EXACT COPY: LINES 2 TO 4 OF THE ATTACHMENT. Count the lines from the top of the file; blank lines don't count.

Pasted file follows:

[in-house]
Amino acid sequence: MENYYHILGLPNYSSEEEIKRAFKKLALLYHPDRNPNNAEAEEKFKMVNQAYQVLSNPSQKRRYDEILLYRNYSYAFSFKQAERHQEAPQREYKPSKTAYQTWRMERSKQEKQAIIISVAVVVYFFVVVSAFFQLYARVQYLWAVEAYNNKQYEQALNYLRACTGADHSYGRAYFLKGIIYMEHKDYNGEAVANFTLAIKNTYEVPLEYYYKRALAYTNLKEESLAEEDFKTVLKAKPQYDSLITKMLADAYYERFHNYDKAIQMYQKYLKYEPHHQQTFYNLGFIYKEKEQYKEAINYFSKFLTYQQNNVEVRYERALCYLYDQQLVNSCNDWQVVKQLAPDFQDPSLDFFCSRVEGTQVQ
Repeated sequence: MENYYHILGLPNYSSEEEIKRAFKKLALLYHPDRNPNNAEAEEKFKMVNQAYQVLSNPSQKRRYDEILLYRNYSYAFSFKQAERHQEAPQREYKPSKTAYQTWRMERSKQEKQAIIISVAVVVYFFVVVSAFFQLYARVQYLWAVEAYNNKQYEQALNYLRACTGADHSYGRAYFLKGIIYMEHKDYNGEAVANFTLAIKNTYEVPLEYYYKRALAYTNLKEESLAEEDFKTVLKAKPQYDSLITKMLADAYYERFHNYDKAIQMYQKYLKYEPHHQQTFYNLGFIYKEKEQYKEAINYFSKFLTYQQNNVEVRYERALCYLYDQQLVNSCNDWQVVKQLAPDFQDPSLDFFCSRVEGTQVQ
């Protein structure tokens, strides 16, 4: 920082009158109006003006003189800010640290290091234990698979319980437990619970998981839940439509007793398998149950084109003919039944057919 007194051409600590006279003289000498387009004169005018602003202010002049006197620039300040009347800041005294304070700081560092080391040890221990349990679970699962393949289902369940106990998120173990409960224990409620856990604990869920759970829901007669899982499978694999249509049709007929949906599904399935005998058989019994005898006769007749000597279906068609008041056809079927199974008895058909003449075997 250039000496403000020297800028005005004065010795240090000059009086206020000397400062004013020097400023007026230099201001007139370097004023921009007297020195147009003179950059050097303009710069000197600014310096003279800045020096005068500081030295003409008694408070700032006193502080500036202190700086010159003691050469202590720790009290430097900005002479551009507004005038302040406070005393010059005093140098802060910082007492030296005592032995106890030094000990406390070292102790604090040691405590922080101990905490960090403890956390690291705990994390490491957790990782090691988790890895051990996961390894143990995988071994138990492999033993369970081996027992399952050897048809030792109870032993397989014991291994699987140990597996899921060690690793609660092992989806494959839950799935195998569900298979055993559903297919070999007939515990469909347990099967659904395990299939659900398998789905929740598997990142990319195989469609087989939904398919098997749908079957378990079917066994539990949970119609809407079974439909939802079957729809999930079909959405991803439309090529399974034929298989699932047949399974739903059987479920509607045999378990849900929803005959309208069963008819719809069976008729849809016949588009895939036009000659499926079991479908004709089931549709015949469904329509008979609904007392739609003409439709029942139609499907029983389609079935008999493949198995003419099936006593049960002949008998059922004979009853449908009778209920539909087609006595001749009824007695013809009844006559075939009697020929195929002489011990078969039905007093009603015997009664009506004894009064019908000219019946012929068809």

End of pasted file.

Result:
Amino acid sequence: MENYYHILGLPNYSSEEEIKRAFKKLALLYHPDRNPNNAEAEEKFKMVNQAYQVLSNPSQKRRYDEILLYRNYSYAFSFKQAERHQEAPQREYKPSKTAYQTWRMERSKQEKQAIIISVAVVVYFFVVVSAFFQLYARVQYLWAVEAYNNKQYEQALNYLRACTGADHSYGRAYFLKGIIYMEHKDYNGEAVANFTLAIKNTYEVPLEYYYKRALAYTNLKEESLAEEDFKTVLKAKPQYDSLITKMLADAYYERFHNYDKAIQMYQKYLKYEPHHQQTFYNLGFIYKEKEQYKEAINYFSKFLTYQQNNVEVRYERALCYLYDQQLVNSCNDWQVVKQLAPDFQDPSLDFFCSRVEGTQVQ
Repeated sequence: MENYYHILGLPNYSSEEEIKRAFKKLALLYHPDRNPNNAEAEEKFKMVNQAYQVLSNPSQKRRYDEILLYRNYSYAFSFKQAERHQEAPQREYKPSKTAYQTWRMERSKQEKQAIIISVAVVVYFFVVVSAFFQLYARVQYLWAVEAYNNKQYEQALNYLRACTGADHSYGRAYFLKGIIYMEHKDYNGEAVANFTLAIKNTYEVPLEYYYKRALAYTNLKEESLAEEDFKTVLKAKPQYDSLITKMLADAYYERFHNYDKAIQMYQKYLKYEPHHQQTFYNLGFIYKEKEQYKEAINYFSKFLTYQQNNVEVRYERALCYLYDQQLVNSCNDWQVVKQLAPDFQDPSLDFFCSRVEGTQVQ
């Protein structure tokens, strides 16, 4: 920082009158109006003006003189800010640290290091234990698979319980437990619970998981839940439509007793398998149950084109003919039944057919 007194051409600590006279003289000498387009004169005018602003202010002049006197620039300040009347800041005294304070700081560092080391040890221990349990679970699962393949289902369940106990998120173990409960224990409620856990604990869920759970829901007669899982499978694999249509049709007929949906599904399935005998058989019994005898006769007749000597279906068609008041056809079927199974008895058909003449075997 250039000496403000020297800028005005004065010795240090000059009086206020000397400062004013020097400023007026230099201001007139370097004023921009007297020195147009003179950059050097303009710069000197600014310096003279800045020096005068500081030295003409008694408070700032006193502080500036202190700086010159003691050469202590720790009290430097900005002479551009507004005038302040406070005393010059005093140098802060910082007492030296005592032995106890030094000990406390070292102790604090040691405590922080101990905490960090403890956390690291705990994390490491957790990782090691988790890895051990996961390894143990995988071994138990492999033993369970081996027992399952050897048809030792109870032993397989014991291994699987140990597996899921060690690793609660092992989806494959839950799935195998569900298979055993559903297919070999007939515990469909347990099967659904395990299939659900398998789905929740598997990142990319195989469609087989939904398919098997749908079957378990079917066994539990949970119609809407079974439909939802079957729809999930079909959405991803439309090529399974034929298989699932047949399974739903059987479920509607045999378990849900929803005959309208069963008819719809069976008729849809016949588009895939036009000659499926079991479908004709089931549709015949469904329509008979609904007392739609003409439709029942139609499907029983389609079935008999493949198995003419099936006593049960002949008998059922004979009853449908009778209920539909087609006595001749009824007695013809009844006559075939009697020929195929002489011990078969039905007093009603015997009664009506004894009064019908000219019946012929068809």